Meet Deb Ashton, Founder & Senior Vice President, Strategic Customer Experience, FinancialForce

Deb Ashton

Deb Ashton is Senior Vice President of Strategic Customer Experience and a Founder of FinancialForce. Deb has been instrumental in the growth and ongoing success of the FinancialForce business. In her current role, Deb’s mission is to work with our customers to understand their journey, ensure they maximise the value they derive from our solutions, and enhance the overall customer experience.

Tell us a bit about yourself, background and your current role

As a founder of FinancialForce, my role is to ensure FinancialForce’s customer experience is best in class. I am continuously innovating and working relentlessly to deliver moments that matter for FinancialForce’s customers, employees and investors. I engage with many customers directly to understand their journey with FinancialForce and acquire feedback and insight to ensure they are maximising the value they receive from our solutions. The position I hold is a global, cross functional role specifically designed to drive advocacy for FinancialForce solutions and ensure that FinancialForce customers are wildly successful.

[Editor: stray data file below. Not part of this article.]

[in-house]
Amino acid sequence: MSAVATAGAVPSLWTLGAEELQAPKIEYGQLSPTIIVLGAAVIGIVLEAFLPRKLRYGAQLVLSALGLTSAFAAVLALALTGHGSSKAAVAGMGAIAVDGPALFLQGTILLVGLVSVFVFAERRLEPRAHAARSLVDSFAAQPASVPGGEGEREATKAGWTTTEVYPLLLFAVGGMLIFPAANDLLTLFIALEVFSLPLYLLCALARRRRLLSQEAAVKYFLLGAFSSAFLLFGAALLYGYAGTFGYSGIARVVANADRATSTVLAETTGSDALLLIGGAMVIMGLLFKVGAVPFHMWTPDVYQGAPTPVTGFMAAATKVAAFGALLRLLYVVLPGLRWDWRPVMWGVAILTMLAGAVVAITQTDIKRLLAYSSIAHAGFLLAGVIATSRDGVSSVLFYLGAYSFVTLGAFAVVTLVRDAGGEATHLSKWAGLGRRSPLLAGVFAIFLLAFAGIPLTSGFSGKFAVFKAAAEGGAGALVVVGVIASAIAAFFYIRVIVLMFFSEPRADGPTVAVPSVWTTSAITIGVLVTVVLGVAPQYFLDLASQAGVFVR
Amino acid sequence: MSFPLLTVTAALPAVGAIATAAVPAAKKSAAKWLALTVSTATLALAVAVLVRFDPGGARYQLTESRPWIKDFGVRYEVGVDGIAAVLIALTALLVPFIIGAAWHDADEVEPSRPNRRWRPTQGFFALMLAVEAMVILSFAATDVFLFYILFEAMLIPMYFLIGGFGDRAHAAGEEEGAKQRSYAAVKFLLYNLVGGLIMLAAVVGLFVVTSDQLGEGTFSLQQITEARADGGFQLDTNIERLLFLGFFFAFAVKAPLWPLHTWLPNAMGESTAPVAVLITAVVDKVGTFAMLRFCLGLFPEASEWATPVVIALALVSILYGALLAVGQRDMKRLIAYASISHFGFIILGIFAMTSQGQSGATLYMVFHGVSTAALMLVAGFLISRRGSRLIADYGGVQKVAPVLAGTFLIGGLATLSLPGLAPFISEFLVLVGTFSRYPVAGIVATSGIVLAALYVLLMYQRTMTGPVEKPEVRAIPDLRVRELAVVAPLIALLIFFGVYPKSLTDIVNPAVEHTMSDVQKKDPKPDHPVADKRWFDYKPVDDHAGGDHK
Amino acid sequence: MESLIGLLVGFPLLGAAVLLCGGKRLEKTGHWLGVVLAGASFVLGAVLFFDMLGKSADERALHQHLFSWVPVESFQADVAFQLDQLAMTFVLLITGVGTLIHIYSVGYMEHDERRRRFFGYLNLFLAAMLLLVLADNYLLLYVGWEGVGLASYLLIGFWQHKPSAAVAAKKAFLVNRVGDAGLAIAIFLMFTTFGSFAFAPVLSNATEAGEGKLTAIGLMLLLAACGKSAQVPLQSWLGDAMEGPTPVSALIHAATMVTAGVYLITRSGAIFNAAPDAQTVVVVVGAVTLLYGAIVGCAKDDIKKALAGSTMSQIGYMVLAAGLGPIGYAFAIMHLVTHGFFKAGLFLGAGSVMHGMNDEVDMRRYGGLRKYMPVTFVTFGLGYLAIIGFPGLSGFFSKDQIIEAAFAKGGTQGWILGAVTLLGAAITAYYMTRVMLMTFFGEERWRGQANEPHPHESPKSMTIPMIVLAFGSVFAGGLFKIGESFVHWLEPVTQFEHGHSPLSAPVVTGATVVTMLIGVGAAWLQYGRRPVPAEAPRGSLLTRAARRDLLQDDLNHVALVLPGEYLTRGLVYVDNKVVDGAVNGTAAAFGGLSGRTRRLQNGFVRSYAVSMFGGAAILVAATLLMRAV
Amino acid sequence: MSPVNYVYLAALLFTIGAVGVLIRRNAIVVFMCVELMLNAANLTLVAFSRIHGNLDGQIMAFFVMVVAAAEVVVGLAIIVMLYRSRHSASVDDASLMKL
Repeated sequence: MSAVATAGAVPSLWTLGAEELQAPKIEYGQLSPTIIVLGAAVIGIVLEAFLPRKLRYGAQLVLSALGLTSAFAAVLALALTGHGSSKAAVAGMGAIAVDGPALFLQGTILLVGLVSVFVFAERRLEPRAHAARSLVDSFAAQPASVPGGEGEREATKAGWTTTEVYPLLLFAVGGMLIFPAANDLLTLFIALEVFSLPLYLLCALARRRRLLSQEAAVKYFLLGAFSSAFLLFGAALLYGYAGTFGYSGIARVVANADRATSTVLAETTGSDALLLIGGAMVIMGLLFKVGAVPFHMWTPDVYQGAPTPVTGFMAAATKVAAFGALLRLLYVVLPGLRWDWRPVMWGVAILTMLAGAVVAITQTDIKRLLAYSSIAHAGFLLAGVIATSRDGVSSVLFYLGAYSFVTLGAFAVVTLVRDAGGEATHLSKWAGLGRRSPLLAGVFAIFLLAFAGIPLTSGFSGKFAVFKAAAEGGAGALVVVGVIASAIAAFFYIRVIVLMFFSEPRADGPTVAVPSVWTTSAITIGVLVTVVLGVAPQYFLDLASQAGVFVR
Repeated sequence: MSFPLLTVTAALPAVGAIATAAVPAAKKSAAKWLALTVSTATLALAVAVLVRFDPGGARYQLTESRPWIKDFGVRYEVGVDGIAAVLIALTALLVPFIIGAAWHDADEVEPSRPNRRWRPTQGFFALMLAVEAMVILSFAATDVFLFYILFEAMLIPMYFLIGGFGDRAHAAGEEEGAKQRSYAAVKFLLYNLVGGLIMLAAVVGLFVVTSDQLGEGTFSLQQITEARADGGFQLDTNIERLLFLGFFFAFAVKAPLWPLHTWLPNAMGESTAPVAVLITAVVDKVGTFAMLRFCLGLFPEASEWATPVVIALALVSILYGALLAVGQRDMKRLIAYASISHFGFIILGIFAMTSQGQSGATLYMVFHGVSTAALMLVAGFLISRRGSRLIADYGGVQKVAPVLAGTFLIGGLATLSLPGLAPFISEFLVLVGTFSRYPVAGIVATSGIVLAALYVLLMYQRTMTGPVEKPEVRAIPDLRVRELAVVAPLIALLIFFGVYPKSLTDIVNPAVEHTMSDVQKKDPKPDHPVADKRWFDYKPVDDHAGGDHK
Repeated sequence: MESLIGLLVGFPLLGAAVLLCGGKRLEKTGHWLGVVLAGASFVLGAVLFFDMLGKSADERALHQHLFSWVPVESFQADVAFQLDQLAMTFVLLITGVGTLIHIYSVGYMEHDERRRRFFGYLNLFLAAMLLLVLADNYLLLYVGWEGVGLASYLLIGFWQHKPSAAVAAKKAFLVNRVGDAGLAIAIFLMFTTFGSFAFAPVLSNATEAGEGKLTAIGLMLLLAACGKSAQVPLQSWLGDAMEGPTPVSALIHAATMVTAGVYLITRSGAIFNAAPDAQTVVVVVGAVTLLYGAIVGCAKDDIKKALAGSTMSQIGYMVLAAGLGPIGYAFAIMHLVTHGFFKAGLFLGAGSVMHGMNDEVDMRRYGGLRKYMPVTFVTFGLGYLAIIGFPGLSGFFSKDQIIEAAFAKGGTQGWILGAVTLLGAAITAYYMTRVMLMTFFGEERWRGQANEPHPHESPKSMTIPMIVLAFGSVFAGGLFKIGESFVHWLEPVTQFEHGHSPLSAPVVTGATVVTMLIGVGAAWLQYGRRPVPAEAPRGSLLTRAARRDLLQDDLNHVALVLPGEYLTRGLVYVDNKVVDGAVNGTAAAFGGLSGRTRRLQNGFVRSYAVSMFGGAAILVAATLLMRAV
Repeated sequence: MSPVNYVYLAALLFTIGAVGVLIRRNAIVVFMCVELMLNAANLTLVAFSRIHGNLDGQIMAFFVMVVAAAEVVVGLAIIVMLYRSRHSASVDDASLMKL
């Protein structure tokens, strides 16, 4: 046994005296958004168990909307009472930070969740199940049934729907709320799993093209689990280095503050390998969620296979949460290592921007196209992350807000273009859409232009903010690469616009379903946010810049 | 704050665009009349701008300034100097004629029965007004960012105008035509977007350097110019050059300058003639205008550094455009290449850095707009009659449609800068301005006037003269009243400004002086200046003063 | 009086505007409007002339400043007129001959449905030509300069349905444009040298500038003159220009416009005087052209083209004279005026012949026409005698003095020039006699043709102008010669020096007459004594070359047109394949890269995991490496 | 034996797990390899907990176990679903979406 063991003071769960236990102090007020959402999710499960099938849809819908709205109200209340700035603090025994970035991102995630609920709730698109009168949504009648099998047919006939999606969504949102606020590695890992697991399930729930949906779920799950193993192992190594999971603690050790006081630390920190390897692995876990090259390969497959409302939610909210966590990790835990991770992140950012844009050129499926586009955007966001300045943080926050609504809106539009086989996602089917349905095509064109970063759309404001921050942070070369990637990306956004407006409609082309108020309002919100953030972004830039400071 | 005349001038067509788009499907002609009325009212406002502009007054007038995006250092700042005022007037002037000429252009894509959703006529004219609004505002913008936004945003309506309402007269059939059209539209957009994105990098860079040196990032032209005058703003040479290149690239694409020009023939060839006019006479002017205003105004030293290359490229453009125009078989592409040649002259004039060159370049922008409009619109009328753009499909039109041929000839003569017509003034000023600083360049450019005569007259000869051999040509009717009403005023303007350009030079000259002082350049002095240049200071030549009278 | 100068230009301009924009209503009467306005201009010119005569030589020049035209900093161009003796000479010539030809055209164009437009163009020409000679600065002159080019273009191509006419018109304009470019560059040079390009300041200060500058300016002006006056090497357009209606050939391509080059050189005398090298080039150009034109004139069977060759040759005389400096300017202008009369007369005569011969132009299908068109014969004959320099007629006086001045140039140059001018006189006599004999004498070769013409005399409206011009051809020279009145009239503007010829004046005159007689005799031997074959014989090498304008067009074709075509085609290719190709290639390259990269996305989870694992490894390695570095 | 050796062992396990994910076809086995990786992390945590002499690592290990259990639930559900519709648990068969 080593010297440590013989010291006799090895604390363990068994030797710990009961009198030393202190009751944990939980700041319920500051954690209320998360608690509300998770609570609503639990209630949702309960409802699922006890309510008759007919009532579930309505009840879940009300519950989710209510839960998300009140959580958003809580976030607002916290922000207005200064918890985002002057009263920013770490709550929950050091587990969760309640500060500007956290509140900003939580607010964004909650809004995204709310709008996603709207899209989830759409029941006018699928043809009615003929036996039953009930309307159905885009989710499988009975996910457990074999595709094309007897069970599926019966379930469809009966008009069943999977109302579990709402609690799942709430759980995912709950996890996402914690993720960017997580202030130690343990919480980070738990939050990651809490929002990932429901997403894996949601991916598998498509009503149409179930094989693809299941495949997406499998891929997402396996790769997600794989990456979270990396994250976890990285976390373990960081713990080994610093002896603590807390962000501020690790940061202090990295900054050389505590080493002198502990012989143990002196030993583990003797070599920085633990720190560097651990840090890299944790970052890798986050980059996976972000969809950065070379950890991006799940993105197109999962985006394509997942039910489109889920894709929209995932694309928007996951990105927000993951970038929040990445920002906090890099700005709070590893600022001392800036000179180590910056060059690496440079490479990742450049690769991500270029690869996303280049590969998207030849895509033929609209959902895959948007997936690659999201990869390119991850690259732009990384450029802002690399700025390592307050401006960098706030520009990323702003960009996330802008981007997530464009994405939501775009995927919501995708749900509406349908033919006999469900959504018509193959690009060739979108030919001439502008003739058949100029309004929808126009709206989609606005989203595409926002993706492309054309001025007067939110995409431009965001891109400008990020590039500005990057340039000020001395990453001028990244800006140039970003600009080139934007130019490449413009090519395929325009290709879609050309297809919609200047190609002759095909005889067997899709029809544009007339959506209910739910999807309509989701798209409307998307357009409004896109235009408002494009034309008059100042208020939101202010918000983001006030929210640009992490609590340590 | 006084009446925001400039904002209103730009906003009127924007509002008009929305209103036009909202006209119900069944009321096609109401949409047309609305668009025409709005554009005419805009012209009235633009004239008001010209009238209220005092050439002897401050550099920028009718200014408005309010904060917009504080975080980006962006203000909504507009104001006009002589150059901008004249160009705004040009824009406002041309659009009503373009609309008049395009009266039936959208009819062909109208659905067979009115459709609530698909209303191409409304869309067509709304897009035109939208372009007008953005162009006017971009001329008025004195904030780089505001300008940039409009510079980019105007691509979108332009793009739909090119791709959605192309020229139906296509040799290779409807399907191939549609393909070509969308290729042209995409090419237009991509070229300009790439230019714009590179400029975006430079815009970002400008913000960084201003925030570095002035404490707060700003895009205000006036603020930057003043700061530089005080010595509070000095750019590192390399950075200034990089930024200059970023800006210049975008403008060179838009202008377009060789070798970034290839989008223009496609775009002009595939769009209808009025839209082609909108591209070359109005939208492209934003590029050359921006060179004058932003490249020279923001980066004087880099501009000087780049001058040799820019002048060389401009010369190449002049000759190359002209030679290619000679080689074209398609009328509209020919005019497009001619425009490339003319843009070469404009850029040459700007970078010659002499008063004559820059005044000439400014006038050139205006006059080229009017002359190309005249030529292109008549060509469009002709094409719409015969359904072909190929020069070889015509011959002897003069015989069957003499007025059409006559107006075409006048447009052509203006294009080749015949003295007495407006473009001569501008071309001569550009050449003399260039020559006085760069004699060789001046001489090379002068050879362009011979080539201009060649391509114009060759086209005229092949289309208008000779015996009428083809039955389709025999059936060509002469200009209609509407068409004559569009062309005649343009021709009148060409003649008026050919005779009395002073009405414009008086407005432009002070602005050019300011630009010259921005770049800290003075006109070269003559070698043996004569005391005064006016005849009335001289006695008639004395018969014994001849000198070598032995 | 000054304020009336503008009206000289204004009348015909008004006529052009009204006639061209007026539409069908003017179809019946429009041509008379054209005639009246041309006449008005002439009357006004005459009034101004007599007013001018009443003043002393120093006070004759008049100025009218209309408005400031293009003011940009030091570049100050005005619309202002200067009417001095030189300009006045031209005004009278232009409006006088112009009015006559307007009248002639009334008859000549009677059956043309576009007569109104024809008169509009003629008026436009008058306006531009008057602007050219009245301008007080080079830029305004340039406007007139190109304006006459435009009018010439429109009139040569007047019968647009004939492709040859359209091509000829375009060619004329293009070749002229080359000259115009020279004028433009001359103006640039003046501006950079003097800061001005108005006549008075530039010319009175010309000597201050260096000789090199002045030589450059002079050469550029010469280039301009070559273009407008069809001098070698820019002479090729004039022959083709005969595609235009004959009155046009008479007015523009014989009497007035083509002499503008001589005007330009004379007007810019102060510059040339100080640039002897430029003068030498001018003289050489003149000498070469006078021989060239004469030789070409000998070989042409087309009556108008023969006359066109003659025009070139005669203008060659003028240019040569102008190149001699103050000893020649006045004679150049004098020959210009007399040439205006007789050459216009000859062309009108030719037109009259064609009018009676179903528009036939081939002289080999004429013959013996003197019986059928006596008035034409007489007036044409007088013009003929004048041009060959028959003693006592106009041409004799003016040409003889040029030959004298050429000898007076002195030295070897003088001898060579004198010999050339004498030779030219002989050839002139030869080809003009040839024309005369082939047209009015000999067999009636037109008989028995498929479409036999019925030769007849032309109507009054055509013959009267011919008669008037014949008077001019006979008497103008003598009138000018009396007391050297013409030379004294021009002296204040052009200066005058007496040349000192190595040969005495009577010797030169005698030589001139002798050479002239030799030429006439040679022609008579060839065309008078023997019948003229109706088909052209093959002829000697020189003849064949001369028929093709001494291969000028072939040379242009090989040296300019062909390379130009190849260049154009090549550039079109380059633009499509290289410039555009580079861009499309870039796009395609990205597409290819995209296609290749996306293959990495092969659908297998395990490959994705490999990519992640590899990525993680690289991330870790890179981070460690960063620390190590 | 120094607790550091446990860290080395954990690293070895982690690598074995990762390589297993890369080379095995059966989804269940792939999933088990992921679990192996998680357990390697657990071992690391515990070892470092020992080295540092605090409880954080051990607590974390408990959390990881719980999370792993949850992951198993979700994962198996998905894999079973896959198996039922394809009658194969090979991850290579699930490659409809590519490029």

In my position, I build trust with customers and employees alike, while through collaboration and communication skills, I am able to facilitate executive level meetings and can quickly switch context to help dig into the details of different customer conversations. My goal is to ensure FinancialForce delivers what we say we are going to deliver, as well as to ensure that FinancialForce customers are managed with integrity and care.

When I founded FinancialForce in 2009 alongside the original CEO and co-founder, I was running our Engineering, Success and Support teams. I created the Customer Success discipline ensuring a customer centric mindset was built into the company’s DNA. In the ensuing years, I have built and managed our Product Strategy, Product Management, Product Marketing and Software Engineering teams globally. Most recently, my responsibilities focus on Customer Experience and Operations.

Did you ever sit down and plan your career?